Travis Air Force Base “dodged a bullet”

Fire officials at Travis Air Force Base are trying to determine what ignited a nearby grass fire that spread to the military installation, burning 230 unoccupied housing units Saturday.

Two firefighters sustained minor injuries in the 3 p.m., eight-alarm blaze that was controlled early Sunday and prompted a base commander to call it “the biggest fire the base has ever seen.”

A Travis spokesman, Senior Airman Shawn Emery, said the destroyed homes were among 500 housing units scheduled for demolition to make way for modern residences on the base.

“The homes have been unoccupied for about two and a half years,” Emery said. “A private owner was going to take control of the properties, demolish the old buildings and build new housing.”

He said the fire did not threaten occupied homes at another portion of the base, which houses about 1,100 personnel, he said.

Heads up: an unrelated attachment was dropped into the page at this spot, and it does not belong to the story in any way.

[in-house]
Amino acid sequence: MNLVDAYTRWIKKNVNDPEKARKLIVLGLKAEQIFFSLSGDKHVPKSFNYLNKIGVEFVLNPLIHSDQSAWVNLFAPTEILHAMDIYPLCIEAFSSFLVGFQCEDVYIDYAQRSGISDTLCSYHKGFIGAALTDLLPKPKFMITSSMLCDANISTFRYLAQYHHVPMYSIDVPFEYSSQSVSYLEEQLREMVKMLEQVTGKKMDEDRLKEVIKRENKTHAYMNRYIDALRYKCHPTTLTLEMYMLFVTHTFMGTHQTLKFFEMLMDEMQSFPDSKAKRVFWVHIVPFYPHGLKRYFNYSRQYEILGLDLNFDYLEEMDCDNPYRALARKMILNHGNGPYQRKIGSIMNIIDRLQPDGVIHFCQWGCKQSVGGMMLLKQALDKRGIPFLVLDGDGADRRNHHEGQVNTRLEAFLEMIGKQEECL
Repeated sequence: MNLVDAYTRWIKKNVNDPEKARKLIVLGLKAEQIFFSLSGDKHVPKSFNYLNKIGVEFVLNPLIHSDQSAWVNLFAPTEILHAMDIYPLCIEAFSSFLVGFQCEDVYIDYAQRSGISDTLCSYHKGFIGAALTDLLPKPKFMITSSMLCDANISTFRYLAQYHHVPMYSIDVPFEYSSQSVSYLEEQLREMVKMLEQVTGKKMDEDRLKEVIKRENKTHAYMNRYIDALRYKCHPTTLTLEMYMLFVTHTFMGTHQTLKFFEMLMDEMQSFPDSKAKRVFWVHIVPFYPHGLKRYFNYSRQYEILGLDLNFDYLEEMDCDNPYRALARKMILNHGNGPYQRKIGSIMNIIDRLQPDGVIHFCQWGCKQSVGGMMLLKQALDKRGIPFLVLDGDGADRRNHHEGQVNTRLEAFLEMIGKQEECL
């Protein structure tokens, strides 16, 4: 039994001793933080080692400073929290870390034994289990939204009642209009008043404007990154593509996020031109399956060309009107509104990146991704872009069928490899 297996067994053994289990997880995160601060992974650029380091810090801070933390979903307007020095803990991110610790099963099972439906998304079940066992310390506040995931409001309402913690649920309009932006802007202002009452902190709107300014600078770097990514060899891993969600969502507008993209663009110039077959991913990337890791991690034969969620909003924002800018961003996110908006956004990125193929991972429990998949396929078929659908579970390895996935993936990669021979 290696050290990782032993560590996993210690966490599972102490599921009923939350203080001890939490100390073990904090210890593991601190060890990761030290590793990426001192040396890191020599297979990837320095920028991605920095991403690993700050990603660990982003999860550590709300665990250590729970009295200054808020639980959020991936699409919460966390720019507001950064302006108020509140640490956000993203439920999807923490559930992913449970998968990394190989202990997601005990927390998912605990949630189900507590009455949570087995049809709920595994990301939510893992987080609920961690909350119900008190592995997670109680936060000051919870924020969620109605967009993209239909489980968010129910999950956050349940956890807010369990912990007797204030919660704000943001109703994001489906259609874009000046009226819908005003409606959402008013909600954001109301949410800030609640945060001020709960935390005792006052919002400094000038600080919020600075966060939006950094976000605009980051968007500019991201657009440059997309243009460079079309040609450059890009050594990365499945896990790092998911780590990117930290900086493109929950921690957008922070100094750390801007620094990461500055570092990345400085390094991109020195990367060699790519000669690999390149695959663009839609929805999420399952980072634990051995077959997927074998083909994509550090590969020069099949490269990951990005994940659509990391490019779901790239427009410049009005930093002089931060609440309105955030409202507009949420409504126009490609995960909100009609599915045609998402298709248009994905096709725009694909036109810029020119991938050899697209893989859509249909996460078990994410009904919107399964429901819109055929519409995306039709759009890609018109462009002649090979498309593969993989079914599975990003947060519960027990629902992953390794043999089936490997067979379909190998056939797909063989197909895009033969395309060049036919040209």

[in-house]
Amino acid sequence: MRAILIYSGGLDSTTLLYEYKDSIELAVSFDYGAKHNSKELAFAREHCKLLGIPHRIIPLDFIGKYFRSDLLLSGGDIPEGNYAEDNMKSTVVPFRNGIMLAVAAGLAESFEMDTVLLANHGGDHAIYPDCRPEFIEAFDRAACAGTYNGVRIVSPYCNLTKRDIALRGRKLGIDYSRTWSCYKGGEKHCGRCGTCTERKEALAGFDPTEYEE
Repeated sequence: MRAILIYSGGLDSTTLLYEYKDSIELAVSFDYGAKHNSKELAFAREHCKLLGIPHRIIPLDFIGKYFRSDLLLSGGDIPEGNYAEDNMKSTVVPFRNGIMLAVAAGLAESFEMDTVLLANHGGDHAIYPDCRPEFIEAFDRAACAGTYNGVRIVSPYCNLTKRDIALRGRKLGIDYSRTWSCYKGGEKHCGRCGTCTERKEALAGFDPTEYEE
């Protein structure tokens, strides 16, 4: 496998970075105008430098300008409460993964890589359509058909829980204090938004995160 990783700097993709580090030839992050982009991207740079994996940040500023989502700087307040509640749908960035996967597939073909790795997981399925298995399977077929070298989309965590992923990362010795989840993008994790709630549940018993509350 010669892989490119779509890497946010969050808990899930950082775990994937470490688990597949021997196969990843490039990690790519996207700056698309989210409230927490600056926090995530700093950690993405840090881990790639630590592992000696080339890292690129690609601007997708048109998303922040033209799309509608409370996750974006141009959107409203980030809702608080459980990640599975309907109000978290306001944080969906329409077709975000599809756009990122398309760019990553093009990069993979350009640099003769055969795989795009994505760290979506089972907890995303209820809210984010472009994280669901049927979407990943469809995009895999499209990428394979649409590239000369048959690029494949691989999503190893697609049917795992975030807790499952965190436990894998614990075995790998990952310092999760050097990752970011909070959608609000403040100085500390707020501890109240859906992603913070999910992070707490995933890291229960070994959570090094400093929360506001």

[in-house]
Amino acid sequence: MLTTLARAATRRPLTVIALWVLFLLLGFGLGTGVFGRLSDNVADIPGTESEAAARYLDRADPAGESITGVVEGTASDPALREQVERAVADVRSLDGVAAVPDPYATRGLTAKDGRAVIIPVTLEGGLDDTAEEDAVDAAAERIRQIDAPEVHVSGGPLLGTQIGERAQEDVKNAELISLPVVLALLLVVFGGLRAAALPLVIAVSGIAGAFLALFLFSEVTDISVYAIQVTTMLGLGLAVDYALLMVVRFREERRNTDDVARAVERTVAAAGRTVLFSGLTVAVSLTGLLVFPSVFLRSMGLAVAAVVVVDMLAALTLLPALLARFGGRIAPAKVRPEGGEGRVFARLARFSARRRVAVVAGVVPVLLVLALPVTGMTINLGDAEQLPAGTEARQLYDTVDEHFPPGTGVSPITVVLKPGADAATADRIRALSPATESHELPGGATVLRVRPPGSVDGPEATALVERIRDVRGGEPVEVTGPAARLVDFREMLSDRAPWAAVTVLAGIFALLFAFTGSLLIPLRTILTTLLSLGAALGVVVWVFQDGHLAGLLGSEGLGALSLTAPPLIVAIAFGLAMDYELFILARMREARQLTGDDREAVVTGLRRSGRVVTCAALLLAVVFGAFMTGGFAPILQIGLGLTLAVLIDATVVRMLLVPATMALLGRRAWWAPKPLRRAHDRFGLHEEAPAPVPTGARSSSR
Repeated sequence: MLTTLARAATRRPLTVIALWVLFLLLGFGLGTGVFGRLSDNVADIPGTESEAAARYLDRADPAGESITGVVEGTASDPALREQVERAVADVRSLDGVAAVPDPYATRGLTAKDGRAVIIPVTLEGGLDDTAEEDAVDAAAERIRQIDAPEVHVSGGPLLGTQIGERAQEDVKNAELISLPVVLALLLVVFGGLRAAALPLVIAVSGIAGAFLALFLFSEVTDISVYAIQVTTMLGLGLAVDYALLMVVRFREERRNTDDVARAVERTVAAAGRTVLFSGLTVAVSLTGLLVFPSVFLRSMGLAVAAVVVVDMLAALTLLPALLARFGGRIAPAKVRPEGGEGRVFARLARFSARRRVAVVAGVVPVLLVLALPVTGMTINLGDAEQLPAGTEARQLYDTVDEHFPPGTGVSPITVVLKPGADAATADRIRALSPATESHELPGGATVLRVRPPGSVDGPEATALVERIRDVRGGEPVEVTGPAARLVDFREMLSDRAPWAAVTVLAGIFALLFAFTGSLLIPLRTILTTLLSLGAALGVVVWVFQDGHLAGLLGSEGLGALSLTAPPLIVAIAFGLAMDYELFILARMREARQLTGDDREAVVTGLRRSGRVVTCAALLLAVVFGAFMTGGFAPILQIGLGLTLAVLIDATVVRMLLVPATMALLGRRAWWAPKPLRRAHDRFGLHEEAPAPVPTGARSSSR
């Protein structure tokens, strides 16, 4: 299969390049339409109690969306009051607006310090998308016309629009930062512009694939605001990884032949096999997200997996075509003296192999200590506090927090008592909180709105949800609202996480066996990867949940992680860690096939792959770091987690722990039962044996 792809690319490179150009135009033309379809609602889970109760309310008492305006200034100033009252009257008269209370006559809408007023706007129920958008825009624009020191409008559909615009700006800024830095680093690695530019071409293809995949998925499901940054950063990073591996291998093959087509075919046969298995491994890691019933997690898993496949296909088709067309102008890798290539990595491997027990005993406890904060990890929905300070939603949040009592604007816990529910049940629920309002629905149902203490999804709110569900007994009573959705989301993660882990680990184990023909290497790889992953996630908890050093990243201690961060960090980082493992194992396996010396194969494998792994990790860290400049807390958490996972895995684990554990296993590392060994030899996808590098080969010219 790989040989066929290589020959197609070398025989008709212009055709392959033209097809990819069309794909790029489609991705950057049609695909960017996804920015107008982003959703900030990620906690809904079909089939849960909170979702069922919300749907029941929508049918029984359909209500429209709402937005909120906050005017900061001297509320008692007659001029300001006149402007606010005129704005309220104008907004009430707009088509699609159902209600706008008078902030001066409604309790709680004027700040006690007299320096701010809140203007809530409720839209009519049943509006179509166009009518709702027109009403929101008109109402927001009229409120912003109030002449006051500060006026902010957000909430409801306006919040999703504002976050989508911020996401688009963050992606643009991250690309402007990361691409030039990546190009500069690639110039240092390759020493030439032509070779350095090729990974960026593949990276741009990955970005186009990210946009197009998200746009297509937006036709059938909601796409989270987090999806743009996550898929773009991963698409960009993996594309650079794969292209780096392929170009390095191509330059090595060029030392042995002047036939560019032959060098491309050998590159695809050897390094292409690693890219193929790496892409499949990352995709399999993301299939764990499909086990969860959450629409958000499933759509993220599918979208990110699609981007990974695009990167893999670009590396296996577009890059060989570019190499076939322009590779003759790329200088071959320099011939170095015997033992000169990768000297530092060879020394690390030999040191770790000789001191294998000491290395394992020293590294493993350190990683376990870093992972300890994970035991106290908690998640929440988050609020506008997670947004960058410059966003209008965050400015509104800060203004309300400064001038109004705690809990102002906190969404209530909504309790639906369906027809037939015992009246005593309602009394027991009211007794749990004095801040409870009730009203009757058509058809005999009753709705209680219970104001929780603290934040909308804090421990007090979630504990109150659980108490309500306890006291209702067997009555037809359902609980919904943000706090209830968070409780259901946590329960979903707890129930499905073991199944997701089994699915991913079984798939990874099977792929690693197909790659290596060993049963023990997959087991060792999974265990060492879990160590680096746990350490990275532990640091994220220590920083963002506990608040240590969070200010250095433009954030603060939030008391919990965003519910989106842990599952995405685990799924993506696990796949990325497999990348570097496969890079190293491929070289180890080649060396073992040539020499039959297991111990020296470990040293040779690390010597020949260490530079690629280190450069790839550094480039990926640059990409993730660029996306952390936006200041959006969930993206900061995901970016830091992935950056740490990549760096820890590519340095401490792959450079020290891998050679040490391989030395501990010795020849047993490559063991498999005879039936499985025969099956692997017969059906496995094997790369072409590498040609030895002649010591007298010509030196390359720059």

“We dodged a bullet,” he said.

Fire from the adjacent field hopped a fence, burning the first vacant home on the other side, Emery said.

Winds estimated at 30 to 40 mph played a major role in whipping the blaze from one house to another, he said. The fire covered about 12 acres, he said.

The senior airman said nearly 220 firefighters from 11 departments finally controlled the blaze at 3 a.m. Sunday.

The two injured firefighters were treated by medical personnel and released, according to a news release from the military base.

Destroyed were 190 single-unit homes and 40 duplexes, Travis officials said.

In addition, 167 undamaged, vacant homes were left without gas, and 78 had electrical power knocked out.

Emery said Travis firefighters were assisted by firefighters from the fire departments or fire protection districts of Fairfield, Vacaville, Suisun City, Dixon, Cordelia, Benicia, Montezuma, Napa, Yolo and the California Department of Forestry and Fire Protection.

He credited the constant training by the agencies in interdepartmental cooperation in the wake of the 9/11 terrorist attacks for keeping the fire from doing more damage.

“We exercise continuously to prepare for things like this,” Emery said. “It’s vital that we work with our partners.”

West Coast 911 firefighting news source – The Sacramento Bee

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